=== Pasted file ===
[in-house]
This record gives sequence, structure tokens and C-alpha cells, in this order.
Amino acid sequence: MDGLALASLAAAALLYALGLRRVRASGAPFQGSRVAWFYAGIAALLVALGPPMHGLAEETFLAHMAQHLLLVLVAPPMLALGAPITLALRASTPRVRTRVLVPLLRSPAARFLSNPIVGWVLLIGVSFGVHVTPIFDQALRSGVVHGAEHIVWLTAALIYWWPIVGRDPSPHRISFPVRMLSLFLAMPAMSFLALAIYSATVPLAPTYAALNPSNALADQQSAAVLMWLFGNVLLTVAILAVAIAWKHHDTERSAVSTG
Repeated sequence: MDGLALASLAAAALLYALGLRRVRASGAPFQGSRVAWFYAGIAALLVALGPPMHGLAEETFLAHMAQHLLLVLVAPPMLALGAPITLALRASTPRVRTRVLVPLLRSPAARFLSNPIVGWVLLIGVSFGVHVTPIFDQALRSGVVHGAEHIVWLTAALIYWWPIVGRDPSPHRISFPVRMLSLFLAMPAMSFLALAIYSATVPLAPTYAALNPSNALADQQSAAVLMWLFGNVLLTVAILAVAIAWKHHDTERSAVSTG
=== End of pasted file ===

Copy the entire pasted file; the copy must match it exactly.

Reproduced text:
[in-house]
This record gives sequence, structure tokens and C-alpha cells, in this order.
Amino acid sequence: MDGLALASLAAAALLYALGLRRVRASGAPFQGSRVAWFYAGIAALLVALGPPMHGLAEETFLAHMAQHLLLVLVAPPMLALGAPITLALRASTPRVRTRVLVPLLRSPAARFLSNPIVGWVLLIGVSFGVHVTPIFDQALRSGVVHGAEHIVWLTAALIYWWPIVGRDPSPHRISFPVRMLSLFLAMPAMSFLALAIYSATVPLAPTYAALNPSNALADQQSAAVLMWLFGNVLLTVAILAVAIAWKHHDTERSAVSTG
Repeated sequence: MDGLALASLAAAALLYALGLRRVRASGAPFQGSRVAWFYAGIAALLVALGPPMHGLAEETFLAHMAQHLLLVLVAPPMLALGAPITLALRASTPRVRTRVLVPLLRSPAARFLSNPIVGWVLLIGVSFGVHVTPIFDQALRSGVVHGAEHIVWLTAALIYWWPIVGRDPSPHRISFPVRMLSLFLAMPAMSFLALAIYSATVPLAPTYAALNPSNALADQQSAAVLMWLFGNVLLTVAILAVAIAWKHHDTERSAVSTG